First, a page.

Constable VAT Blog: What do the changes to the Flat Rate Scheme mean for me?

The Flat Rate Scheme (FRS) for VAT was introduced to address concerns about the complexity and compliance costs of VAT for small businesses. It aimed to reduce the cost of complying with VAT obligations by simplifying the way that VAT due to HMRC was calculated. However, HMRC now believes that the scheme is being used by some businesses to avoid paying the correct amount of VAT and has take steps to prevent this.

Essentially under the FRS a business:

  • charges VAT in the normal way, typically 20%
  • does not reclaim VAT on expenditure
  • having charged and collected 20% VAT, actually pays HMRC a lower rate of VAT

The difference between the rate charged to customers and the rate paid to HMRC is intended to compensate the business for the VAT on expenditure that it has not claimed. For this reason different rates of “payment VAT” apply for differing types of business. This is because there is a correlation between business types and the likely sums of VAT on expenditure that they are forgoing a recovery of.

The Chancellor announced in his  recent Autumn Statement  that the government  will be introducing a new 16.5% rate with effect from 1 April 2017 for ‘limited cost traders’, such as many labour-only businesses.

Currently the lowest rate applicable for users of the FRS is 14.5%. This applies to businesses in sectors where there is little VAT incurred on costs, such as consultancy, legal and accounting services and labour only building services. The proposed change could impact on many of these businesses.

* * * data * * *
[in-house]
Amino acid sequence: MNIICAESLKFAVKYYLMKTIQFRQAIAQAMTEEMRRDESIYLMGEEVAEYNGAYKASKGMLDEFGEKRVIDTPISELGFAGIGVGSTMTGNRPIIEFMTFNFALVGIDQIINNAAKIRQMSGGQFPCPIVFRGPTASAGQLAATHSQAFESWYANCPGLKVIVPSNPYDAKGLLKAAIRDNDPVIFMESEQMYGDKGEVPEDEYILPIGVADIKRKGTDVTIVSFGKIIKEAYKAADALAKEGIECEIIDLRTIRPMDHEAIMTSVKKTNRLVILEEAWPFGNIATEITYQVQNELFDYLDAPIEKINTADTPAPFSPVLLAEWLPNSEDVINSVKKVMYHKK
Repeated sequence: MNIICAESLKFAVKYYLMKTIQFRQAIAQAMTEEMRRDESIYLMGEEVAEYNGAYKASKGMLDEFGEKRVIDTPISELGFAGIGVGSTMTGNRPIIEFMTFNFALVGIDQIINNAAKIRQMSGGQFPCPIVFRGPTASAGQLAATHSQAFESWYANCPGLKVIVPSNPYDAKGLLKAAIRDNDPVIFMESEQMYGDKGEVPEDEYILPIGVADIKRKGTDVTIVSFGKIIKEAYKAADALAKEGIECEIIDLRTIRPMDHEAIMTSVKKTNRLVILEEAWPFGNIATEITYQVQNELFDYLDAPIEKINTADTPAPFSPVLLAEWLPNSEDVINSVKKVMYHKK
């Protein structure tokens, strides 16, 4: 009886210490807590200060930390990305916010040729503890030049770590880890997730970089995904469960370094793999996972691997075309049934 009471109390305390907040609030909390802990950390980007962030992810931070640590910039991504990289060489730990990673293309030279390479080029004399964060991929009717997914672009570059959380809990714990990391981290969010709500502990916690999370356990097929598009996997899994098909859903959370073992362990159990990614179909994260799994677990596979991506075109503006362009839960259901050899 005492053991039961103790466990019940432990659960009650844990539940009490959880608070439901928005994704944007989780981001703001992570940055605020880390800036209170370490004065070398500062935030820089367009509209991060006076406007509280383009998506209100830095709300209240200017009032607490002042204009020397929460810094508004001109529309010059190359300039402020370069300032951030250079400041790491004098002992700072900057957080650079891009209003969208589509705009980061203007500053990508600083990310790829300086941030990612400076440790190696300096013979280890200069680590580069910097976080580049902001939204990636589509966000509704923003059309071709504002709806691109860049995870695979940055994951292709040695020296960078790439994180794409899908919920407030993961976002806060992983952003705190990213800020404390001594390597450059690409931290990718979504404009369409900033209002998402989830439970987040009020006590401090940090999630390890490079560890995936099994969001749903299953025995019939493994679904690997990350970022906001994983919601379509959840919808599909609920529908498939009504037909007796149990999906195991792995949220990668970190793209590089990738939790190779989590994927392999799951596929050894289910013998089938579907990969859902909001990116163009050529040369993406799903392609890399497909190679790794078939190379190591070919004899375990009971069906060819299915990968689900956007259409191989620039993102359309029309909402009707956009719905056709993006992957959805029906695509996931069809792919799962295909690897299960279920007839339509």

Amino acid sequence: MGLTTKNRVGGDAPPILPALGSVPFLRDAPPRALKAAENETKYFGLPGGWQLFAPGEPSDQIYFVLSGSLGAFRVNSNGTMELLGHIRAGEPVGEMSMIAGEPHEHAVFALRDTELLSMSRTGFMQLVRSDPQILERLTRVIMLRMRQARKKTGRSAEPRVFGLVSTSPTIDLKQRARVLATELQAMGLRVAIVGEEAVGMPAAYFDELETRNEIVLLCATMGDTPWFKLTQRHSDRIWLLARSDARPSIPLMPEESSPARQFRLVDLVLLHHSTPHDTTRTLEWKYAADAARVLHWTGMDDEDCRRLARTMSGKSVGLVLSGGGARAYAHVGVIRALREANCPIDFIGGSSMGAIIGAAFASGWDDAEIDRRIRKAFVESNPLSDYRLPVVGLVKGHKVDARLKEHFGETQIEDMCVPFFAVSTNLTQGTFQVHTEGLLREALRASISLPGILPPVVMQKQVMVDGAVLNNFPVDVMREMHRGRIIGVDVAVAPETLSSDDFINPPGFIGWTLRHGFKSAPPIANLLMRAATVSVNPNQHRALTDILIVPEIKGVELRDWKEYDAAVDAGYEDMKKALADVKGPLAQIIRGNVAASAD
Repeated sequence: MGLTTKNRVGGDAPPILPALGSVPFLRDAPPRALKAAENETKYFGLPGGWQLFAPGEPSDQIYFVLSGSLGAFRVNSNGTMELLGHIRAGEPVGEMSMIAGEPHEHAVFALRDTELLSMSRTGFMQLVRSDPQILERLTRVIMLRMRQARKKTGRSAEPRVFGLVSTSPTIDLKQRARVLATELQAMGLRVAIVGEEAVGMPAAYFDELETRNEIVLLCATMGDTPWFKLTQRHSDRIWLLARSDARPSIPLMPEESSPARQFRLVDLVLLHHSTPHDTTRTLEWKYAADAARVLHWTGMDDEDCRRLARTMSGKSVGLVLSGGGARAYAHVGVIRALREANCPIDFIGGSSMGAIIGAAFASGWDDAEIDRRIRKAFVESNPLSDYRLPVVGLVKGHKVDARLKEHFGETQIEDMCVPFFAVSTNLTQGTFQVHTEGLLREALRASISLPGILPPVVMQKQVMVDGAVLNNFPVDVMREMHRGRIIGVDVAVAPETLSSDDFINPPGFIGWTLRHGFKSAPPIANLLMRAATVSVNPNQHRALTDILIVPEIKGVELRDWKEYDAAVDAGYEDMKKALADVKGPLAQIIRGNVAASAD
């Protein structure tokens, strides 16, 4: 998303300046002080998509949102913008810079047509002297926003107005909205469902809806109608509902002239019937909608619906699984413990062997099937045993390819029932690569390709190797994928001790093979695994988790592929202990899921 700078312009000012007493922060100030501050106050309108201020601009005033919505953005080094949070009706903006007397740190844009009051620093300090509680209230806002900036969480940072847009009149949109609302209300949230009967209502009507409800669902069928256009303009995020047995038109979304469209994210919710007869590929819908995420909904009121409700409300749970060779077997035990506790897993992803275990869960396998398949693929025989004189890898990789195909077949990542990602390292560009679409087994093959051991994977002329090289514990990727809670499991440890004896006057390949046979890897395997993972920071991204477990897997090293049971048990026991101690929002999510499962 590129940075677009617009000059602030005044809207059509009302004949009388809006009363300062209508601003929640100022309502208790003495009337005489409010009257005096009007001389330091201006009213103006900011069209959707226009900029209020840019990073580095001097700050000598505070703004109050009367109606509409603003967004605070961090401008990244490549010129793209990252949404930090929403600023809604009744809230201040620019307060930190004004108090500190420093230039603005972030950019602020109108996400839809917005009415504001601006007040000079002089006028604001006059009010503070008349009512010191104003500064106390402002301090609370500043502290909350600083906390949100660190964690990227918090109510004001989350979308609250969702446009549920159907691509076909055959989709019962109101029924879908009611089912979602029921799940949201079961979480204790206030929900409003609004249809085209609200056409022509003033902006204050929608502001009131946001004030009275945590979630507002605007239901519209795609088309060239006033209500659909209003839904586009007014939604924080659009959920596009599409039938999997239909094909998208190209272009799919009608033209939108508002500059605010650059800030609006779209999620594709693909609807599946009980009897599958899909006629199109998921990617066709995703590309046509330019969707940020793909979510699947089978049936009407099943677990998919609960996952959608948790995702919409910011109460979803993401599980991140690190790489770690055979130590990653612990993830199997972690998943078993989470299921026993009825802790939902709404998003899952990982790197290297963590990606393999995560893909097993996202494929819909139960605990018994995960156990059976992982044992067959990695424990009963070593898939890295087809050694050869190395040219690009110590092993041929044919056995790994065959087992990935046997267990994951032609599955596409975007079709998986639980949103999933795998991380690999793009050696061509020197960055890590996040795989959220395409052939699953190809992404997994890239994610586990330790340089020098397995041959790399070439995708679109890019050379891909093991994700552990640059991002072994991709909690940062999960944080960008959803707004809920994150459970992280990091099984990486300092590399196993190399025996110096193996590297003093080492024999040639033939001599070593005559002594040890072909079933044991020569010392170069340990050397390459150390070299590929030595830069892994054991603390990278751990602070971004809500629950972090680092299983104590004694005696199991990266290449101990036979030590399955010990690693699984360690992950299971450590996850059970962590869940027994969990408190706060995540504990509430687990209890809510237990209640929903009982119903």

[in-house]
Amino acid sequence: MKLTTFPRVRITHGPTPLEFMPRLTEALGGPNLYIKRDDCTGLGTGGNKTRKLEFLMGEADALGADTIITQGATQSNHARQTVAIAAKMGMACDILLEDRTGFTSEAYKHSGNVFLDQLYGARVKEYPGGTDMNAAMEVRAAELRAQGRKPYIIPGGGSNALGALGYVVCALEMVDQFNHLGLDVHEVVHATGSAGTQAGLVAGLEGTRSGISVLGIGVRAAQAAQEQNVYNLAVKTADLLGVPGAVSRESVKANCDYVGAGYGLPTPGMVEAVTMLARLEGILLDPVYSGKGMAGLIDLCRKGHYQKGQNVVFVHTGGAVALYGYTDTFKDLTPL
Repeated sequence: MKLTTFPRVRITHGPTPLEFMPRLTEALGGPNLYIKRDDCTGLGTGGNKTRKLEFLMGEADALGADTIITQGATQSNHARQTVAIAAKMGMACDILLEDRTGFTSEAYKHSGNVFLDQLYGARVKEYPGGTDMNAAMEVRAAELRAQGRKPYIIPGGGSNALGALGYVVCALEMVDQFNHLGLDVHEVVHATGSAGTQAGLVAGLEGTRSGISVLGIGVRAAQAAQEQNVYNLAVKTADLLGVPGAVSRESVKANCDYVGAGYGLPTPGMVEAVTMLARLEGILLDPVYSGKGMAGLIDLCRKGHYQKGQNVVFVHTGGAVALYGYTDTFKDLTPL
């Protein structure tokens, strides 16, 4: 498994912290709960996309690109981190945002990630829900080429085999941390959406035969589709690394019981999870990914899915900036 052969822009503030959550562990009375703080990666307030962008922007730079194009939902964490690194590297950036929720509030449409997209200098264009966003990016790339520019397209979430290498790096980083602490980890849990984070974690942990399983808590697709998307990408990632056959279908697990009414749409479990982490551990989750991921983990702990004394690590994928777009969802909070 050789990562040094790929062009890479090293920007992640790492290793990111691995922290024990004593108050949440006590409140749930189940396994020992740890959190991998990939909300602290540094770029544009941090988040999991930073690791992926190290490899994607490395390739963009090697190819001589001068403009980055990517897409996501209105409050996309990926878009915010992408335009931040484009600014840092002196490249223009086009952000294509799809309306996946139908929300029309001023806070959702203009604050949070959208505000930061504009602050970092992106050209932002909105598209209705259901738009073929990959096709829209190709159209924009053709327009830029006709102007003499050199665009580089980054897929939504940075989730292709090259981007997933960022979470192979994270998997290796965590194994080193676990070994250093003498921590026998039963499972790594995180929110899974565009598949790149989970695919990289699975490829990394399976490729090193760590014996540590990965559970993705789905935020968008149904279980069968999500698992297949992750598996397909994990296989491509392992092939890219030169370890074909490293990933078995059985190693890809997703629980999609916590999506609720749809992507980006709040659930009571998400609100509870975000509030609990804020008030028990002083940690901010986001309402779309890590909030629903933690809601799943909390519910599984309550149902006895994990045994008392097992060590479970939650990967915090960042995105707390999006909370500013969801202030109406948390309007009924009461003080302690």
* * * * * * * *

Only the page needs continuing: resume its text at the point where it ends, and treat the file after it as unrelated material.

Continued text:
HMRC have stated in a technical note, issued at the time of the announcement, that a ‘limited cost trader’ is a business whose VAT inclusive expenditure on goods is either:

(a) less than 2% of their VAT inclusive turnover in a prescribed accounting period

(b) greater than 2% of their VAT inclusive turnover but less than £1,000 per annum if the prescribed accounting period is one year (if it is not one year, the figure is the relevant proportion of £1,000)

‘Goods’ excludes items of capital expenditure, food and drink that is consumed by the business, vehicles, vehicle parts and fuel for businesses not involved in the transport service sector.

It is important that all businesses with low (or no) input costs beyond labour that are currently on the FRS review their position. They will need to establish if the new rate will apply to them and to determine whether it would be beneficial to leave the FRS on 31 March 2017.

Anti-forestalling provisions have been introduced which are designed to prevent any business that is a limited cost trader from using another rate beyond 1 April 2017. This means that it will not be possible to, for example, invoice in advance of the date of the introduction of the new rate to bring a supply within a lower rate of VAT.

The anti-forestalling measures will affect businesses that provide a service on or after 1 April 2017 but issued an invoice or received payment for that supply before 1 April 2017. The supply will be treated as taking place on 1 April 2017 and the 16.5% flat rate will apply.

A revised edition of Notice 733 has been published on the HMRC website. Draft legislation has also been published and affected parties will be able to comment until 1 February 2017.

If you would like to discuss this further please contact Helen Carey or one of our consultants on 01206 321029.

This blog is intended as a general guide to current VAT issues and is not intended to be a comprehensive statement of the law. No liability is accepted for the opinions it contains or for any errors or omissions. CVC cannot accept responsibility for loss incurred by any person, company or entity as a result of acting, or failing to act, on any material in this blog. Specialist VAT advice should always be sought in relation to your particular circumstance.